I hate leaving loose ends. To wit:
Some delusional notion entered my skull for the entire latter half of October, and in honor of Halloween I decided to do a Blog a day, all horror-related, until the arrival of All Hallows' Eve.
It was a really frickin' hard--but fun--challenge for me, largely because I have real difficulty with keeping things brief (I know, big surprise). My windy ass remains in awe of Bloggers who can keep it down to one or two perfect paragraphs--and do it every day.
Anyway, one of the reasons I lean towards the meandering side is that perennial geek's fear of missing something. And, to make a long story short, I did.
When preparing my entry on vampire icon Bela Lugosi, a looming deadline made me forceably omit one film from my list of Lugosi essentials, and I also accidentally omitted two others. So pencil these three movies in alongside all of the other essential Lugosi's. I guess that makes this:
Lugosi Essentials: Previously Unreleased Footage!
Abbott and Costello Meet Frankenstein (Originally released in 1948, Available on DVD from Universal Home Video): Thank you, Vince Keenan, for catching this most glaring of unintended omissions. Filmed at the end of the Universal horror cycle, A + C Meet Frankenstein adroitly spoofs the fabled studio's creature cadre, and gives the most successful comedy duo of the forties one of their finest showcases (Lou Costello's sputtering brand of physical comedy never saw a better vehicle). Lugosi steps up his game with these veteran yoksters, poking fun at his own image sublimely.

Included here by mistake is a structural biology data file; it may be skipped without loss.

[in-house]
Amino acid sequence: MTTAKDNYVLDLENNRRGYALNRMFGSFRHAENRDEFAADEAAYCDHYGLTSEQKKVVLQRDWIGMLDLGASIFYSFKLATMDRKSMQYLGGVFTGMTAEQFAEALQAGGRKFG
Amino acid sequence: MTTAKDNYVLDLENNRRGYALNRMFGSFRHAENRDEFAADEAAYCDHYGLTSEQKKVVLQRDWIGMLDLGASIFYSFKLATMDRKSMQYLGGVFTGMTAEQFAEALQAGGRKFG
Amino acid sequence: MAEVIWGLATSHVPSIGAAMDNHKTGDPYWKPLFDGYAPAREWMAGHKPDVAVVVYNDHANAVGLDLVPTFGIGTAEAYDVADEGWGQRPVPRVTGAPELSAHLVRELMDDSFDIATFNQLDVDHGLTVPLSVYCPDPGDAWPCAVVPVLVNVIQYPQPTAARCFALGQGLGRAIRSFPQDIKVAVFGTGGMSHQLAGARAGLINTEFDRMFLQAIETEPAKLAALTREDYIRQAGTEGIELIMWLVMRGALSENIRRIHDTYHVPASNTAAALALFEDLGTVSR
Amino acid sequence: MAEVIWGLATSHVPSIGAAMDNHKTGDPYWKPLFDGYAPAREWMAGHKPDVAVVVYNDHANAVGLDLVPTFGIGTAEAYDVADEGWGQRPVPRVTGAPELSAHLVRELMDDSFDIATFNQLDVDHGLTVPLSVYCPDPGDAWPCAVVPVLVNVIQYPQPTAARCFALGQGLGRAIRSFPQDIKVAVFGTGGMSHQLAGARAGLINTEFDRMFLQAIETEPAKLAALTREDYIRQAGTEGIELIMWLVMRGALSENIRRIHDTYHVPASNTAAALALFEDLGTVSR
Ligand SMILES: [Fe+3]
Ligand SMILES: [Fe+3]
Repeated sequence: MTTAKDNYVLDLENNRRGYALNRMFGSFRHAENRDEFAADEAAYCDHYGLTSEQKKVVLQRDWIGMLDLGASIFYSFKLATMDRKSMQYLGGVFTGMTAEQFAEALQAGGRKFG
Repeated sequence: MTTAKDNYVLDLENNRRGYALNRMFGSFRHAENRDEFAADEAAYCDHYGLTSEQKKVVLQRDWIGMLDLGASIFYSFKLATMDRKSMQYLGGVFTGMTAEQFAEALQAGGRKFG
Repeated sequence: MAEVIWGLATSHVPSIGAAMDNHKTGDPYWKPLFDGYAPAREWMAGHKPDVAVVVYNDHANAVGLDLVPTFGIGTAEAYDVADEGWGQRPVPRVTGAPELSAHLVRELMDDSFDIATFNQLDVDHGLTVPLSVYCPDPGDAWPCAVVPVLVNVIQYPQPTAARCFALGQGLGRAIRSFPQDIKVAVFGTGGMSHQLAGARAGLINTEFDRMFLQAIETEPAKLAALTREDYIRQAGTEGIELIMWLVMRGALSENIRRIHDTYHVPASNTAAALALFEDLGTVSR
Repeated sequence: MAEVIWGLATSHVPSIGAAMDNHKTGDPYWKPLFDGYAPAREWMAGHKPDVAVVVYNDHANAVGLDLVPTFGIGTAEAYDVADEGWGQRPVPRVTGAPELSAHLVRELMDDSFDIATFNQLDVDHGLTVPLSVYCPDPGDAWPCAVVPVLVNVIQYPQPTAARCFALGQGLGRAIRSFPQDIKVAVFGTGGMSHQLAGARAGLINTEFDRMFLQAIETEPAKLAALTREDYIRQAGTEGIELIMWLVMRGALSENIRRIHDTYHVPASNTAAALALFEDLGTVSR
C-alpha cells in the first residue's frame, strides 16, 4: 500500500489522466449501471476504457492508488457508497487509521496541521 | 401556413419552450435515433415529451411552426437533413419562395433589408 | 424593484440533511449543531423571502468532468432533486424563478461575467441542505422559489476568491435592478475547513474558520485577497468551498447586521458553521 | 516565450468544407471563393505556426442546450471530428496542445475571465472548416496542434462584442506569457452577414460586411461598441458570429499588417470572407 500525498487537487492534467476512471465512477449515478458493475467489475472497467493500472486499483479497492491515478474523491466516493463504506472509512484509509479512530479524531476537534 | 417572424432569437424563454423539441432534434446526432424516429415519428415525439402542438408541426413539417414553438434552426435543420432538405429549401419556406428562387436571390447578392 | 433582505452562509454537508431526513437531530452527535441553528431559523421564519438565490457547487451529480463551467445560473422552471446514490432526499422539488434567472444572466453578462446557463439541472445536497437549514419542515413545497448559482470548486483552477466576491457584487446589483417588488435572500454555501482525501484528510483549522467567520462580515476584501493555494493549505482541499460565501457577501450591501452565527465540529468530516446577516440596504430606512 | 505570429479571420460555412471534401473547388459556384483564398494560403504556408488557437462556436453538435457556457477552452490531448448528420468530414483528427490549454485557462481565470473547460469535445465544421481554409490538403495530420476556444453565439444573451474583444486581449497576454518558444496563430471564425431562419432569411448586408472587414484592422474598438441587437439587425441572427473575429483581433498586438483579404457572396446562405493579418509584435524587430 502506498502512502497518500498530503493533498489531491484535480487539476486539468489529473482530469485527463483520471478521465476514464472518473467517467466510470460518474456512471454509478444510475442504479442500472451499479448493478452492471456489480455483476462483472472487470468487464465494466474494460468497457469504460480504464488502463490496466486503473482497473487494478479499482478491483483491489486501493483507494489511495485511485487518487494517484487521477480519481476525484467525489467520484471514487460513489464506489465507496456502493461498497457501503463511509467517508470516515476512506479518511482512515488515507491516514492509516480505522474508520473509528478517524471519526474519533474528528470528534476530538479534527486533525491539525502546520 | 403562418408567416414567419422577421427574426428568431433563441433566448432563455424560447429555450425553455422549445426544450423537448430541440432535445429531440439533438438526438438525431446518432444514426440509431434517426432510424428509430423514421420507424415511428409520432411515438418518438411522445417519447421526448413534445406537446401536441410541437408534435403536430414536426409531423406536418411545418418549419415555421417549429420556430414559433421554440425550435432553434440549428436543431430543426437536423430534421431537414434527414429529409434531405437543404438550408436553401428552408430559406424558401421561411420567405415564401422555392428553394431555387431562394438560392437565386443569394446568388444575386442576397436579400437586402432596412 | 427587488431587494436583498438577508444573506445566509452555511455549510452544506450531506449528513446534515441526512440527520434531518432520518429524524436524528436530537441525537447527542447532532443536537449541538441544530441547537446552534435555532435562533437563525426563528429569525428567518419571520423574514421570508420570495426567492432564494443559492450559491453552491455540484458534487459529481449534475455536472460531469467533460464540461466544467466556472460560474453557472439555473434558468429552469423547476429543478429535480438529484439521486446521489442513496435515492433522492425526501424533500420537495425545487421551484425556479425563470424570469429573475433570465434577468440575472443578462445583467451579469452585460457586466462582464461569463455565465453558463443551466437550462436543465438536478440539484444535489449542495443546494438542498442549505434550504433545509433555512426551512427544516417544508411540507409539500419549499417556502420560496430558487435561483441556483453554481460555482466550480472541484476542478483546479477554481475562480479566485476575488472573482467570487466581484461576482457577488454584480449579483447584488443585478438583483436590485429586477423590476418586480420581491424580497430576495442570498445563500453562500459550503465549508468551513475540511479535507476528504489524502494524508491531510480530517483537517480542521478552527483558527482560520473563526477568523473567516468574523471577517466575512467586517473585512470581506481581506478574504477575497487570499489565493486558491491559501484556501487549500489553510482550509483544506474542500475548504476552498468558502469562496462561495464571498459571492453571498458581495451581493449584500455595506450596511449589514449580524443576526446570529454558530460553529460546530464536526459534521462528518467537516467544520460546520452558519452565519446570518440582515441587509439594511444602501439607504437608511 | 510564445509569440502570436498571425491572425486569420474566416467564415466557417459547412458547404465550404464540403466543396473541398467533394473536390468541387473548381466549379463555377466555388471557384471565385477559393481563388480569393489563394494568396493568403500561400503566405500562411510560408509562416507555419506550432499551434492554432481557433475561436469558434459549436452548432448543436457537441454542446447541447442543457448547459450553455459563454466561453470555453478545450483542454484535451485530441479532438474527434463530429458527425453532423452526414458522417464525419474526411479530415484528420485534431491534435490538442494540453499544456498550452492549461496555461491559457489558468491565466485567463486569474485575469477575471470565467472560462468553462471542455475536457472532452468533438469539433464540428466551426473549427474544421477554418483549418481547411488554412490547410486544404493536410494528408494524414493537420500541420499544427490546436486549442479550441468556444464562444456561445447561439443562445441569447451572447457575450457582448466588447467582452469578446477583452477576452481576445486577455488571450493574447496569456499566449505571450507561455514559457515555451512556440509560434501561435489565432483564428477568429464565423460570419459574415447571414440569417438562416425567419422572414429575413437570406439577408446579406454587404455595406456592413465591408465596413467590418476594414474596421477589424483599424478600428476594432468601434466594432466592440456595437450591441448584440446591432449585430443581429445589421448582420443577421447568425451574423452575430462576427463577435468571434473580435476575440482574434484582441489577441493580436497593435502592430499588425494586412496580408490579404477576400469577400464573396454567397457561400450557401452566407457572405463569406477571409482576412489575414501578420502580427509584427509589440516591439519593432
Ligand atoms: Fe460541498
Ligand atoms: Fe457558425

White Zombie (1932, Roan Entertainment): Lugosi's first horror film after Dracula was this atmospheric B effort produced by the prolific Halperin Brothers. Lugosi plays Murder Legendre, a mysterious figure responsible for generating armies of walking dead in Haiti. He works this dark mojo on a lovely woman at the behest of the rich but spurned Beaumont (Robert Frazier). Naturally, misfortune and horror ensue. Of all of Lugosi's films, only Dracula weds the man's singular presence with the surrounding film more serendipitously. The slightly gauzy photography, Lugosi's unearthly performance, and the spirituals-sprinkled soundtrack feel of another time (or world). This movie's been public domain for years, but scrape together the pennies and buy (or rent) a copy of the Roan disc--it's far and away the best print out there of Lugosi's finest non-Universal horror role.
The Body Snatcher (1945, Warner Home Video): So why did I intentionally omit this excellent Robert Wise-directed shocker from the first cut of Lugosi essentials? Mainly because Lugosi's not in it much. He plays Joseph, the ill-fated cohort of Boris Karloff's serpentine graverobber-cum-murderer Gray, and occupies a mere scintilla of screen time. But Bela's credible and convincing work as a drunken and simple dupe was a pretty radical shift from his usually imperious and imposing onscreen persona, and like any good actor he made his time on-camera count. The scene in which Gray gradually plies the slow-witted Joseph with drink before mercilessly killing him is a masterwork of mounting predatory dread.
There. I feel better now.